Indonesia Loses Three Football Fields-Sized Forest Coverage per Minute

Indonesia is rapidly losing itf natural forest coverage. During 2009-2013 Indonesia has lost 4,6 million hectares of forest, or as large as West Sumatra province, and it is 7 times of Jakarta's size.

Forest Watch Indonesia (FWI) unveiled the ugly fact in their latest book entitled Potret Keadaan Hutan Indonesia Periode 2009-2013 (The Portrait of Indonesia's Forest in 2009-2013), launched in Jakarta on 11 December 2014.

EG Togu Manurung, the head of FWI, claimed that during that period the rate of deforestation was massive. "Every minute, three football fields-sized forest coverage vanished," said he.

There is only 82 million hectares of forest remaining in Indonesia - 19,4 million hectares in Papua, 26,6 million hectares in Borneo, 11,4 million hectares in Sumatra, 8,9 million hectares in Sulawesi, 4,3 million hectares in Maluku, and 1,1 million hectares in Bali and Nusa Tenggara.

If the forestry management system is not altered and land clearing keeps happening, the forest coverage will shrink in no time. "We predict that in the next 10 years Riau will have lost all of its forest, followed by Central Borneo and Jambi," said Christian Purba, the Director of FWI.

Togu explained that the worse deforestation condition happens in Sumatra and Borneo, triggered mainly by palm oil plantation and mining industry.

However, forests in other places are facing similar threats. Some forests in Papua for example. "This must be prevented so that the deforestation pattern in the western region would not recur in the eastern region," added Togu.

Meanwhile, forests in small islands should also be maintained. Though the coverage might not be large, but these forests plays vital role in ensuring freshwater availability and also protect the environment from climate change.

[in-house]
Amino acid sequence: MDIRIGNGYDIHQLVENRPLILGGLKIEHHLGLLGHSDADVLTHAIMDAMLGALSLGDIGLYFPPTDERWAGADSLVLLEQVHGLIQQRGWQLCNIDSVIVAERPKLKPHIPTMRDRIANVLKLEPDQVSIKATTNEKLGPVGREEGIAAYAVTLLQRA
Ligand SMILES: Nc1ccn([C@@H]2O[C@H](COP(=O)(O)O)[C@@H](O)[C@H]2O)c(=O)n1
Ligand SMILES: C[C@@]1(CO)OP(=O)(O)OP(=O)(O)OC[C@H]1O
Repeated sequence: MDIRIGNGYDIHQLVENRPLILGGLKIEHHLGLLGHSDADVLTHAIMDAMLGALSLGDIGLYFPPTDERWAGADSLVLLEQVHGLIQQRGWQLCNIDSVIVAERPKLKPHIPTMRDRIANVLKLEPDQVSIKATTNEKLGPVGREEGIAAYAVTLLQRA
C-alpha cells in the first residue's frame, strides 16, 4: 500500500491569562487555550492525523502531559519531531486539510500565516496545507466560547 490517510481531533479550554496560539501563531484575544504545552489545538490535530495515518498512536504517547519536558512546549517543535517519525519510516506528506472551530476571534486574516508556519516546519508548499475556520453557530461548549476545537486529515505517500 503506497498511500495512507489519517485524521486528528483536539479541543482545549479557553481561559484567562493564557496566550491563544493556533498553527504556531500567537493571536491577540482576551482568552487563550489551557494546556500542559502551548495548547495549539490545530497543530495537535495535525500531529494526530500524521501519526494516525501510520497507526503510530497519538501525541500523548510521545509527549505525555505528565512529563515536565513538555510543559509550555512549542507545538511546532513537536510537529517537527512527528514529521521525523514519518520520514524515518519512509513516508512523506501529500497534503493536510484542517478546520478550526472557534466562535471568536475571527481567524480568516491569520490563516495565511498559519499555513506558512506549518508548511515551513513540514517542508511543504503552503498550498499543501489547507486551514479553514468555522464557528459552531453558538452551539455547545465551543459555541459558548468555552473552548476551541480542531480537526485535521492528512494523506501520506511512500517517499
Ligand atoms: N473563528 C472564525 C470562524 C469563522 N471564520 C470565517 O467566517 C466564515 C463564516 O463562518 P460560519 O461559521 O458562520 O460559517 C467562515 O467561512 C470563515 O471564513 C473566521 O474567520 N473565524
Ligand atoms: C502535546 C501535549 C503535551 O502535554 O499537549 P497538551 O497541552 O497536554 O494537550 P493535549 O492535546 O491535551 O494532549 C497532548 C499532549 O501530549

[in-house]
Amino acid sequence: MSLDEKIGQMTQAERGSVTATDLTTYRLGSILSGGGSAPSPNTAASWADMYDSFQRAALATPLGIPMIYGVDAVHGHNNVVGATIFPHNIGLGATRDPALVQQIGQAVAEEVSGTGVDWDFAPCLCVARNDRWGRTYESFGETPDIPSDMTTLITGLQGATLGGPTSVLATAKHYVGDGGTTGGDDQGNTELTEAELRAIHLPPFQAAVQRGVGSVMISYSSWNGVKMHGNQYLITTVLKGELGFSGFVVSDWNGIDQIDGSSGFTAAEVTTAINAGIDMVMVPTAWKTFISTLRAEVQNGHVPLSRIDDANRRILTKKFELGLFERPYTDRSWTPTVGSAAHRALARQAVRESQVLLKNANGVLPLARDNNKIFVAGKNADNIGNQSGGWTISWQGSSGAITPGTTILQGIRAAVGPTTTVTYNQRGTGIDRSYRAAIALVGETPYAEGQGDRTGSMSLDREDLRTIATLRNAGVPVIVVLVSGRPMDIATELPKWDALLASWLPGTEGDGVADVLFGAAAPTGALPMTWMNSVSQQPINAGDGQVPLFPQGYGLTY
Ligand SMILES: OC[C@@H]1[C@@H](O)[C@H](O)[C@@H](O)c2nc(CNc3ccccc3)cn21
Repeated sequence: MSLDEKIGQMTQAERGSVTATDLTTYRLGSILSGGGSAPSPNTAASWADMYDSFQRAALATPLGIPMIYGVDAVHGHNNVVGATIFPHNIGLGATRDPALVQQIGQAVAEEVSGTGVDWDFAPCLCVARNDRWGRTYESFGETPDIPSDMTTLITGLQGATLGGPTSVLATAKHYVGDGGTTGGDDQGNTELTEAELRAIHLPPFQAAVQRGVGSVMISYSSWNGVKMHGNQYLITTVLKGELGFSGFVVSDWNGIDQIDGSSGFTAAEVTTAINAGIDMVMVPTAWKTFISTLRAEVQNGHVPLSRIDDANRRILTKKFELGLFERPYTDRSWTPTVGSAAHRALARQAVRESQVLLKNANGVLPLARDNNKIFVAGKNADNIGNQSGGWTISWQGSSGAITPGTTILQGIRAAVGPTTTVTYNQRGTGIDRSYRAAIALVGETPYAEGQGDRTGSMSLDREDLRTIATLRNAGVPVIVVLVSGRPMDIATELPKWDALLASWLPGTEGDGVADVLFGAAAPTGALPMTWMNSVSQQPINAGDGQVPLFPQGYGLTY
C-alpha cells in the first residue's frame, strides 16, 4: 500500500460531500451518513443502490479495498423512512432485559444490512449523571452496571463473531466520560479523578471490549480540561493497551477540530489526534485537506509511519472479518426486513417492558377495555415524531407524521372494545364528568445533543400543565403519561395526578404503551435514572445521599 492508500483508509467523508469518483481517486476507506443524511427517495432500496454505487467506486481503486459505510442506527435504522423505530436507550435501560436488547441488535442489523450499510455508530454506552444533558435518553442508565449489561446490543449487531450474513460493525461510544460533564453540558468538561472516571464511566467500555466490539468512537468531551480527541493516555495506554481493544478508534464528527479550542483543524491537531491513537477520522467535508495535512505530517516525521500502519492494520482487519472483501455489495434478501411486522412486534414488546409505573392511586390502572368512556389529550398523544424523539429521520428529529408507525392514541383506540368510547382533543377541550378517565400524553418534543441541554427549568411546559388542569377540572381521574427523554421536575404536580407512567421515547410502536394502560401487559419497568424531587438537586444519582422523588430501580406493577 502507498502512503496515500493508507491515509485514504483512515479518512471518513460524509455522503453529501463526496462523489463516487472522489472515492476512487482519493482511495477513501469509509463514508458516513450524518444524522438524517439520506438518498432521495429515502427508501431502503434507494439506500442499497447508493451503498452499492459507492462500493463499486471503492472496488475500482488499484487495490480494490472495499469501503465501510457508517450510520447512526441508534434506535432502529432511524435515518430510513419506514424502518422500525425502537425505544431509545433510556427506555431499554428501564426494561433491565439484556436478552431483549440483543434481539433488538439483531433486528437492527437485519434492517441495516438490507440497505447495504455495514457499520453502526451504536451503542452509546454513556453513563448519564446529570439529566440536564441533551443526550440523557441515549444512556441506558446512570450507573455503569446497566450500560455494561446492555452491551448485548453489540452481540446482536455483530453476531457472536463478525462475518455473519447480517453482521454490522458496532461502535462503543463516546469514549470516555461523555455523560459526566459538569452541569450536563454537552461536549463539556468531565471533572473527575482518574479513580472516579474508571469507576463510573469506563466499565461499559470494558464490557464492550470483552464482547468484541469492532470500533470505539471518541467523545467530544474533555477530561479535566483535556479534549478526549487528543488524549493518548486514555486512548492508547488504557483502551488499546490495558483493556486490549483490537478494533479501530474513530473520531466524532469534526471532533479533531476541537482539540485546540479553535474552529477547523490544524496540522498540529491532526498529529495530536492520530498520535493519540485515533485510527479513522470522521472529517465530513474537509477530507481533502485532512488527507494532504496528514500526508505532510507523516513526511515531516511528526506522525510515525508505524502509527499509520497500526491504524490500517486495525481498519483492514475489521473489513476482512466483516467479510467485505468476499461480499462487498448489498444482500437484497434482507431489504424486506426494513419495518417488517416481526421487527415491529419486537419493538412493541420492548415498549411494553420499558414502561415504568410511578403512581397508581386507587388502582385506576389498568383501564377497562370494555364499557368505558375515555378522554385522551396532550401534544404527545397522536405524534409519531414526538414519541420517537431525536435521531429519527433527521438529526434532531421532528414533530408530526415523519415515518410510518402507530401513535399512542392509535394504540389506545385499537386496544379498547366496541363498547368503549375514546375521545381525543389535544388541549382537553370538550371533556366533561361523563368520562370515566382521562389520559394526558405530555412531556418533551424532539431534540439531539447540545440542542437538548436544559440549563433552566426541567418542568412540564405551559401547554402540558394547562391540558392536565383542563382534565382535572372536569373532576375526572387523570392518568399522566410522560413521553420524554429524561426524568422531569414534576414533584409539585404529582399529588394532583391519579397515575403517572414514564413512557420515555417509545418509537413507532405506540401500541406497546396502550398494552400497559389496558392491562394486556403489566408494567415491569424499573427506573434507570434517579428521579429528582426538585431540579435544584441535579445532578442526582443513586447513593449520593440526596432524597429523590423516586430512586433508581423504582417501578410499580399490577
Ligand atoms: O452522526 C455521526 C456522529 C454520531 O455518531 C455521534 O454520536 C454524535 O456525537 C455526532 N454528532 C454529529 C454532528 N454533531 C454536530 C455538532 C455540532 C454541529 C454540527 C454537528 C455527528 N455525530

To preserve Indonesia's remaining forest, Christian asserted that the government must improve the spatial planning, restrict permit issuance system, and strengthen the supervision. This surely requires good leadership from the government.

Forestry problems are inseparable from environmental corruption. Authorities accept douceurs to ease permit issuance. Corruption elicits overlapping hitches related to permit issuance and commercial land clearing.

Agreeing with Christian, a forestry expert from Bogor Agriculture Institute, Hariardi Kartodiharjo, also emphasizes the importance of improving management system. Laws and a number of planning, from moratorium up to REDD+, were appreciable steps. Yet, unruly field management system is still the biggest obstacle.

He regards that the unruly management system applied by the government, good program like moratorium keeps failing to protect our forest. Shockingly, data shows that most destruction takes place in the areas protected by the moratorium.

"500,000 hectares forest disappeared within the areas encompassed by the moratorium per year, while we also lost 200,000 hectares of natural forest and 400,000 of industrial forest. From that statistic we could say that the deforestation rate is much higher in the areas where moratorium is applied," Hariardi concluded.

Source: Kompas

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